Speaking of retirement, wouldn’t it be the most laudable of all reasons to go back to our homeland and spend the rest of our lives dedicating it to things we have always wanted to do when we were young? It could be as lofty as helping rebuild the nation, or as practical as promoting literacy, or nurturing and caring our natural habitat, even if it’s only a small garden patch. This perhaps will make Prof. Monsod smile and release us from her haunting from the grave.

Thursday, October 07, 2010

Healthcare as a matter of right

After a year of refuge in Baguio City from the first shock of martial law imposed by Ferdinand Marcos in 1972, our young family decided to leave the mountain retreat and return to the confines of old Manila. Actually, with another child coming, I needed to look for work to support my growing family. Two years later, I would find a job with the Population Centre Foundation, a private organization established to promote and fund family planning programs and research as part of the New Society’s population control initiative. The Foundation was bankrolled by huge grants from the Rockefeller and Ford Foundations and the USAID.

Here it was one late sultry afternoon when the chairperson of the Foundation, the First Lady of the land, Imelda Romualdez-Marcos, made a surprise visit along with her retinue of friends and foreign visitors, among them Van Cliburn, the celebrated American pianist. She wanted to show the new building and its modern facilities to her guests. For the first time, I got up close and personal with the dictator’s better-half, even shaking her soft and silky hands that exuded a fragrance totally foreign to my native nose buds. Mesmerized for some reason, I didn’t wash my hand that night to keep the bouquet as fresh as possible. My right hand was also a bit swollen, almost crushed, when I shook hands with the famous Van Cliburn, whose fingers were so large they could run the full length of two baby grands.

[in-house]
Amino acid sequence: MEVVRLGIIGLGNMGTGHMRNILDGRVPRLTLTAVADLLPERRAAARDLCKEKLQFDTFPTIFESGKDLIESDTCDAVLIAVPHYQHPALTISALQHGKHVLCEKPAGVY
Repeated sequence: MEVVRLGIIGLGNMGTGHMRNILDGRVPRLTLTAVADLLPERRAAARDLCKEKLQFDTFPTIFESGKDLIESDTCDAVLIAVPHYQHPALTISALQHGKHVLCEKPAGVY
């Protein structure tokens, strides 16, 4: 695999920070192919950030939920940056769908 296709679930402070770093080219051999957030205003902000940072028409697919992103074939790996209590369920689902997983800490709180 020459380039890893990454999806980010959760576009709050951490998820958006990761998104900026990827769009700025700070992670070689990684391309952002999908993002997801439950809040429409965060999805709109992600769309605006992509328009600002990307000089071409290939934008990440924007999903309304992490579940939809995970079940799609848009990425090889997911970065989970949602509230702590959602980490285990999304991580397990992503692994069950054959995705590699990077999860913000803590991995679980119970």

By that time, the Population Commission, the government office in charge of family planning on a national level, was already distributing free condoms, contraceptives and other birth control devices in health centres throughout the country. Their offices were also housed in the Foundation’s new edifice which was part of the tour that I conducted for the heavily-scented First Lady and her guests. The tour ended in the ultramodern kitchen where someone from the group started asking whether there was any food they could nibble before they left. It was fortunate that the canteen concessionaire had a whole apple pie left and the guests, including the wife of the New Society helmsman, digged at it as if they had not eaten for days. Well, the guests loved the lip-smacking apple pie. My boss, the executive director of the Foundation and Madame Imelda’s gynaecologist, took me aside and whispered if I could ask the concessionaire to send another pie to Malacanang Palace where the First Lady and her husband lived. Mrs. Marcos would really appreciate it, he added. His total obeisance jolted me from my bad dream. I quit my job soon after, promising myself not to kowtow again to the infamous occupants of the Palace by the Pasig River, and never to eat an apple pie when our starving people couldn’t even afford to smell or buy a real apple.